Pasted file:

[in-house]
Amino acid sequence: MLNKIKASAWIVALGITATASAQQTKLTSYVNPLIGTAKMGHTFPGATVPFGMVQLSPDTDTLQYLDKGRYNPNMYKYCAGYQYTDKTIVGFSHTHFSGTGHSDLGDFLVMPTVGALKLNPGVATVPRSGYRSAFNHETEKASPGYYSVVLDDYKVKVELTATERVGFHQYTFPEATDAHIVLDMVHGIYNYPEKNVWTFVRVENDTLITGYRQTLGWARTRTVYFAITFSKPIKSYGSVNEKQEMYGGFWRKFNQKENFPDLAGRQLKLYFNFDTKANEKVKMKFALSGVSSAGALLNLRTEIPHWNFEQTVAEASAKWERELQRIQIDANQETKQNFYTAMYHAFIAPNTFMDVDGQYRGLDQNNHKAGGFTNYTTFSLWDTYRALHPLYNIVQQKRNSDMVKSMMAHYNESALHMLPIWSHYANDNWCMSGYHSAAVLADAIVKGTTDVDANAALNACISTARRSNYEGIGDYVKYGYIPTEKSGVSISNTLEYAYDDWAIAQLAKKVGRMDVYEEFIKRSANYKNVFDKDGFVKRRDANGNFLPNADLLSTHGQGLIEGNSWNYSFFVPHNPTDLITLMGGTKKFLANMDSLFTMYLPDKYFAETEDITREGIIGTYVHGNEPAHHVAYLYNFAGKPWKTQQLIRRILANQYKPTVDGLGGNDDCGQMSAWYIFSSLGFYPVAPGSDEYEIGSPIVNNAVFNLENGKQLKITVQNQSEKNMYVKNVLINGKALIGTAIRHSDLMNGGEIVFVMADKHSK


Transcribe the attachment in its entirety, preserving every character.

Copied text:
[in-house]
Amino acid sequence: MLNKIKASAWIVALGITATASAQQTKLTSYVNPLIGTAKMGHTFPGATVPFGMVQLSPDTDTLQYLDKGRYNPNMYKYCAGYQYTDKTIVGFSHTHFSGTGHSDLGDFLVMPTVGALKLNPGVATVPRSGYRSAFNHETEKASPGYYSVVLDDYKVKVELTATERVGFHQYTFPEATDAHIVLDMVHGIYNYPEKNVWTFVRVENDTLITGYRQTLGWARTRTVYFAITFSKPIKSYGSVNEKQEMYGGFWRKFNQKENFPDLAGRQLKLYFNFDTKANEKVKMKFALSGVSSAGALLNLRTEIPHWNFEQTVAEASAKWERELQRIQIDANQETKQNFYTAMYHAFIAPNTFMDVDGQYRGLDQNNHKAGGFTNYTTFSLWDTYRALHPLYNIVQQKRNSDMVKSMMAHYNESALHMLPIWSHYANDNWCMSGYHSAAVLADAIVKGTTDVDANAALNACISTARRSNYEGIGDYVKYGYIPTEKSGVSISNTLEYAYDDWAIAQLAKKVGRMDVYEEFIKRSANYKNVFDKDGFVKRRDANGNFLPNADLLSTHGQGLIEGNSWNYSFFVPHNPTDLITLMGGTKKFLANMDSLFTMYLPDKYFAETEDITREGIIGTYVHGNEPAHHVAYLYNFAGKPWKTQQLIRRILANQYKPTVDGLGGNDDCGQMSAWYIFSSLGFYPVAPGSDEYEIGSPIVNNAVFNLENGKQLKITVQNQSEKNMYVKNVLINGKALIGTAIRHSDLMNGGEIVFVMADKHSK